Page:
When dealing with neck pain or stiffness, something as simple as turning your head or nodding can leave you in agony. If you have injured your neck, have whiplash, or are dealing with a chronic condition that makes your neck stiff and sore, the need for relief and effective treatment becomes essential.
Neck pain affects millions of people worldwide and can be the result of an acute injury or from a chronic condition. At Northern Chiropractic and Physiotherapy we have expertise in treating patients with neck pain through manual therapy, modalities, and personalized exercise programs. Some conditions commonly seen are listed below.
Common Causes of Neck Strain
Muscular Strain – Acute
Muscular strain is one of the most common causes of neck pain. Strain can involve muscle spasm, muscle cramp, or a pulled or tight muscle. A strain happens when a muscle has been overworked, usually from fatigue or overuse. Any physical exertion – running, climbing, reaching, or turning/twisting are common causes of strain. In a muscle strain, tension or extreme stretching causes muscles to cramp or tear during physical exertion. Movements afterwards are painful and limited and the muscle might feel like there is a hard knot in it, like when you get a “crick” in your neck. However, second and third degree strains are more serious require specific treatment for optimal recovery.
Whiplash falls under the acute muscular strain category. During a whiplash-type traumatic event, the head is thrown violently forward which can overstretch the muscles and the soft tissues in the neck. The neck muscles react by shortening their fibres in an effort to stabilize, rapidly jerking the head back again. The damage can be caused either by the head being jerked forward or by the head being snapped back. Whiplash occurs most commonly in motor vehicle accidents and can range from mild to very severe. Symptoms can appear up to 72 hours after the event and are typically headache, neck stiffness, neck pain, and tenderness over the upper part of the spine and back of the skull.
Muscular Strain – Chronic
Sometimes muscle strain can occur from a repetitive or work-related injury. Sitting at a desk or computer too long while holding your neck or back in an abnormal position can cause strain. Think of holding the phone with your neck as another example of how your neck can be strained. Poor posture can also cause chronic muscle strain increasing the chance of long-term structural damage in soft tissues and joints.
Cervical Spondylosis or Cervical Osteoarthritis
Cervical spondylosis (also called cervical osteoarthritis) is a general term for the arthritic breakdown of intervertebral joints and spinal discs. It is typically associated with abnormal bone growth and progressive loss of normal structure of spinal discs, or disc degeneration. Cervical bone spurs are common markers of cervical osteoarthritis.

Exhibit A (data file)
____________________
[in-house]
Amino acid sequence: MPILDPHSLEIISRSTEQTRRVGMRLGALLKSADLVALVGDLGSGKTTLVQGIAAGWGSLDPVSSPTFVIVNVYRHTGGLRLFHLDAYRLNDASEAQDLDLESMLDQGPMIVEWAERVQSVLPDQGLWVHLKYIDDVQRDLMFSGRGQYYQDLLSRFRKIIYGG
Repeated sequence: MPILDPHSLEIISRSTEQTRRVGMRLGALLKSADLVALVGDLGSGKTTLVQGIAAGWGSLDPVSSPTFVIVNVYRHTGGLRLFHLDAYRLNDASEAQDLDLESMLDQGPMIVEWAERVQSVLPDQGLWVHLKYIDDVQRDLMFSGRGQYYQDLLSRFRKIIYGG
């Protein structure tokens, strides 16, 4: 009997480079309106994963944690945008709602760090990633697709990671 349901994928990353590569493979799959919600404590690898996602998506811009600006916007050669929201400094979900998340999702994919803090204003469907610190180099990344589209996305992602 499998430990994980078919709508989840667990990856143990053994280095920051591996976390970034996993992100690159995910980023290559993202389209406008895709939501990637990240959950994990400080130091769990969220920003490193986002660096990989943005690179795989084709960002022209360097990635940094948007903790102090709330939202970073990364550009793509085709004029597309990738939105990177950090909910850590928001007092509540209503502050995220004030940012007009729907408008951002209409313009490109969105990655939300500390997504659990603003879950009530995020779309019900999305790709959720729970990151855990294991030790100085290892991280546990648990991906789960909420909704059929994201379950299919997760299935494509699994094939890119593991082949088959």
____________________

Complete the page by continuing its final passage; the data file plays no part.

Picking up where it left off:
Most commonly, patients experience only neck pain and stiffness. However, other patients can experience arm pain (radiculopathy) due to a pinched nerve. A small group of patients can develop difficulty with walking and loss of hand function due to the compression of the spinal cord (myelopathy).
Symptoms of Cervical Osteoarthritis
- Pain that goes to the shoulder or between the shoulder blades.
- Pain and stiffness that is worse in the morning but improves after getting up and moving.
- Pain becomes more severe at the end of the day.
- Pain decreases with rest.
- May include headaches (particularly at the back of the head).
Cervical Herniated Disc
A cervical herniated disc happens when part of the spinal disc between two neck vertebrae has been pushed out of its normal position and into the space of the spinal canal. When this happens, the spinal cord and nerve roots become vulnerable to injury from the protruding disc. Typically, the outer ring of the disc is torn, causing the inner fluid to spill into the canal and irritate the nerve root. Both can cause neck pain.
There are several types of cervical disc herniations that are typically classified as soft or hard.
- Soft herniation – general more acute.
- Hard herniation – generally a more chronic condition where secondary degenerative changes have also occurred.
- Both types cause neural compression (pinching of the nerve), and produce similar symptoms causing neck pain.
Since herniations most commonly occur toward the side of the spinal canal where the nerve roots are located, symptoms generally include nerve root irritation (including pain radiating into the arm). This includes neck pain, tingling or burning sensation, and numbness. Some muscle weakness may also occur.
Cervical stenosis is the narrowing of the spinal canal in the neck and can occur for a number of reasons like disc herniation, degenerative disc disease, or spondylosis. Cervical stenosis can develop from being born with a narrow spinal canal. This leaves the spinal cord vulnerable to compression from degenerative diseases that cause bony overgrowth and disc degeneration, further narrowing the spinal canal over time.
Generally symptoms (if there are no further spinal cord compression factors) are typically limited to neck pain and sensations of tingling, numbness, and a burning sensation in one or both arms. These symptoms can overlap with those of cervical myelopathy.
Cervical myelopathy refers to a dysfunction of the spinal cord, typically as the result of cervical stenosis and herniated discs. Bones spurs and dislocation and/or fracture of the neck or any other traumatic injury can also be causes. Cervical myelopathy symptoms include neck pain and stiffness, axial neck pain (not always present), occipital headache, numbness, tingling, and burning sensation.